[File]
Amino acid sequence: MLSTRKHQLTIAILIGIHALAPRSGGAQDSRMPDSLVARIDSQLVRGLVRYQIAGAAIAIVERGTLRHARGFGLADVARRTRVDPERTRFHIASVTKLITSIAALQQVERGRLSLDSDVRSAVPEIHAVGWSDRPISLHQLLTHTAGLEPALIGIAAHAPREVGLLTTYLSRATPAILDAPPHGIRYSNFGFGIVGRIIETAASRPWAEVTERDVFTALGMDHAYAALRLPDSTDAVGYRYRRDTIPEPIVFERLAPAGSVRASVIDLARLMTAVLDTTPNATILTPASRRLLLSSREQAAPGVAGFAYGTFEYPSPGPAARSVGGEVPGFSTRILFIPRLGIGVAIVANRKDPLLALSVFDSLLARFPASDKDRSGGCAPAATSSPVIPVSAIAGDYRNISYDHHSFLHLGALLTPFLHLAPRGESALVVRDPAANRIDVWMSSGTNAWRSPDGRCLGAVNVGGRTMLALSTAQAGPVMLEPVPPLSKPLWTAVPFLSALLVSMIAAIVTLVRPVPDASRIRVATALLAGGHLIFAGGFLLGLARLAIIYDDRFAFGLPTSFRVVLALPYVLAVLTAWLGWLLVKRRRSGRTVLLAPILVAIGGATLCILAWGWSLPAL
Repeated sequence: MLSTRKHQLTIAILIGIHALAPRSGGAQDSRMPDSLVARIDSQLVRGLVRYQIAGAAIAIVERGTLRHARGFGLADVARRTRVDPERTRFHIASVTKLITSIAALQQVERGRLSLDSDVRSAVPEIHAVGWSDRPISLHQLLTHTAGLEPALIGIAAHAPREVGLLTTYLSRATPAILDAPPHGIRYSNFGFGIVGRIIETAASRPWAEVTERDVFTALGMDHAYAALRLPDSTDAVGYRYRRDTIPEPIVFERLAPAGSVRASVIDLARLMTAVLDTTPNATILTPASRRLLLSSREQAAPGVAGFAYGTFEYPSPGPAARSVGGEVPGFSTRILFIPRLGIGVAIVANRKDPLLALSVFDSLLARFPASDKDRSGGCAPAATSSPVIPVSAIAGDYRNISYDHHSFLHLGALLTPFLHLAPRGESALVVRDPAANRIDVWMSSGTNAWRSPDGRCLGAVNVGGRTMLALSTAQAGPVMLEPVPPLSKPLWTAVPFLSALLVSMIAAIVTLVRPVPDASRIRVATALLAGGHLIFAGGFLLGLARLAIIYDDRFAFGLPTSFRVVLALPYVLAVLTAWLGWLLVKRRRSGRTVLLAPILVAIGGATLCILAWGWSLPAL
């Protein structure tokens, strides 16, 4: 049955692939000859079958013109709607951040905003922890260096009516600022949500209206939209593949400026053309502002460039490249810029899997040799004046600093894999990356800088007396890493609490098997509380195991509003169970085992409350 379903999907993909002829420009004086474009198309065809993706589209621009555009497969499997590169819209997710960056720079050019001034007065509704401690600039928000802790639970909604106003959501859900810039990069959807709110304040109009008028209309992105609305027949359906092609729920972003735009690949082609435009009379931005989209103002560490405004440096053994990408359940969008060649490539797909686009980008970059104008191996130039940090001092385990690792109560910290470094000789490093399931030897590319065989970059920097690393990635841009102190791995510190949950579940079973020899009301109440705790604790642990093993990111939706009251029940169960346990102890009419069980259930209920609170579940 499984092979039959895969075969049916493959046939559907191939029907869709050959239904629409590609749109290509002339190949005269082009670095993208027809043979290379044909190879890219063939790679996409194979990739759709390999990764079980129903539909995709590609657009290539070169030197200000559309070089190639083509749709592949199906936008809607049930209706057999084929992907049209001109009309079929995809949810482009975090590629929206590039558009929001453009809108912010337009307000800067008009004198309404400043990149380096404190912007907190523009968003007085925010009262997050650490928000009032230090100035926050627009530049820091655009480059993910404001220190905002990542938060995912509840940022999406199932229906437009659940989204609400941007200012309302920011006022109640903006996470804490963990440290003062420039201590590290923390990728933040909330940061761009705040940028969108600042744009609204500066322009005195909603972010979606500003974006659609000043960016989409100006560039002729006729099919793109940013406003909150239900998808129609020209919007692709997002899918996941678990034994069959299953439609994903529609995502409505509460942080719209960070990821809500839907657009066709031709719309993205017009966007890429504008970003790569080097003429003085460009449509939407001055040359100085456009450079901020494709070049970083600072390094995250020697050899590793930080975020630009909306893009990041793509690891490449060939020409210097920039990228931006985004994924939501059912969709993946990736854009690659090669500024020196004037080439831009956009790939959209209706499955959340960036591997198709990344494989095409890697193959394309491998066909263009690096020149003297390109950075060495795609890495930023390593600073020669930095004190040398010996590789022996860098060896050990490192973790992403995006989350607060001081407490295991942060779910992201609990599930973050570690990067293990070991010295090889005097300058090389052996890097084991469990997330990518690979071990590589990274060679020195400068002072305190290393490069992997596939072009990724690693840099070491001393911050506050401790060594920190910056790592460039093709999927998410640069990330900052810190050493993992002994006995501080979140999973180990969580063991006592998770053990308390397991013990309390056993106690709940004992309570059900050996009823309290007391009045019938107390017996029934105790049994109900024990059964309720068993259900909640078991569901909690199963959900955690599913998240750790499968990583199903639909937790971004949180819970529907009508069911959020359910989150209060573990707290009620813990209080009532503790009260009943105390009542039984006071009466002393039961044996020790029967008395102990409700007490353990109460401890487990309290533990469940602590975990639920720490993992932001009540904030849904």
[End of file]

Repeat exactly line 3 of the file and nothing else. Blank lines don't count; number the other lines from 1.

């Protein structure tokens, strides 16, 4: 049955692939000859079958013109709607951040905003922890260096009516600022949500209206939209593949400026053309502002460039490249810029899997040799004046600093894999990356800088007396890493609490098997509380195991509003169970085992409350 379903999907993909002829420009004086474009198309065809993706589209621009555009497969499997590169819209997710960056720079050019001034007065509704401690600039928000802790639970909604106003959501859900810039990069959807709110304040109009008028209309992105609305027949359906092609729920972003735009690949082609435009009379931005989209103002560490405004440096053994990408359940969008060649490539797909686009980008970059104008191996130039940090001092385990690792109560910290470094000789490093399931030897590319065989970059920097690393990635841009102190791995510190949950579940079973020899009301109440705790604790642990093993990111939706009251029940169960346990102890009419069980259930209920609170579940 499984092979039959895969075969049916493959046939559907191939029907869709050959239904629409590609749109290509002339190949005269082009670095993208027809043979290379044909190879890219063939790679996409194979990739759709390999990764079980129903539909995709590609657009290539070169030197200000559309070089190639083509749709592949199906936008809607049930209706057999084929992907049209001109009309079929995809949810482009975090590629929206590039558009929001453009809108912010337009307000800067008009004198309404400043990149380096404190912007907190523009968003007085925010009262997050650490928000009032230090100035926050627009530049820091655009480059993910404001220190905002990542938060995912509840940022999406199932229906437009659940989204609400941007200012309302920011006022109640903006996470804490963990440290003062420039201590590290923390990728933040909330940061761009705040940028969108600042744009609204500066322009005195909603972010979606500003974006659609000043960016989409100006560039002729006729099919793109940013406003909150239900998808129609020209919007692709997002899918996941678990034994069959299953439609994903529609995502409505509460942080719209960070990821809500839907657009066709031709719309993205017009966007890429504008970003790569080097003429003085460009449509939407001055040359100085456009450079901020494709070049970083600072390094995250020697050899590793930080975020630009909306893009990041793509690891490449060939020409210097920039990228931006985004994924939501059912969709993946990736854009690659090669500024020196004037080439831009956009790939959209209706499955959340960036591997198709990344494989095409890697193959394309491998066909263009690096020149003297390109950075060495795609890495930023390593600073020669930095004190040398010996590789022996860098060896050990490192973790992403995006989350607060001081407490295991942060779910992201609990599930973050570690990067293990070991010295090889005097300058090389052996890097084991469990997330990518690979071990590589990274060679020195400068002072305190290393490069992997596939072009990724690693840099070491001393911050506050401790060594920190910056790592460039093709999927998410640069990330900052810190050493993992002994006995501080979140999973180990969580063991006592998770053990308390397991013990309390056993106690709940004992309570059900050996009823309290007391009045019938107390017996029934105790049994109900024990059964309720068993259900909640078991569901909690199963959900955690599913998240750790499968990583199903639909937790971004949180819970529907009508069911959020359910989150209060573990707290009620813990209080009532503790009260009943105390009542039984006071009466002393039961044996020790029967008395102990409700007490353990109460401890487990309290533990469940602590975990639920720490993992932001009540904030849904």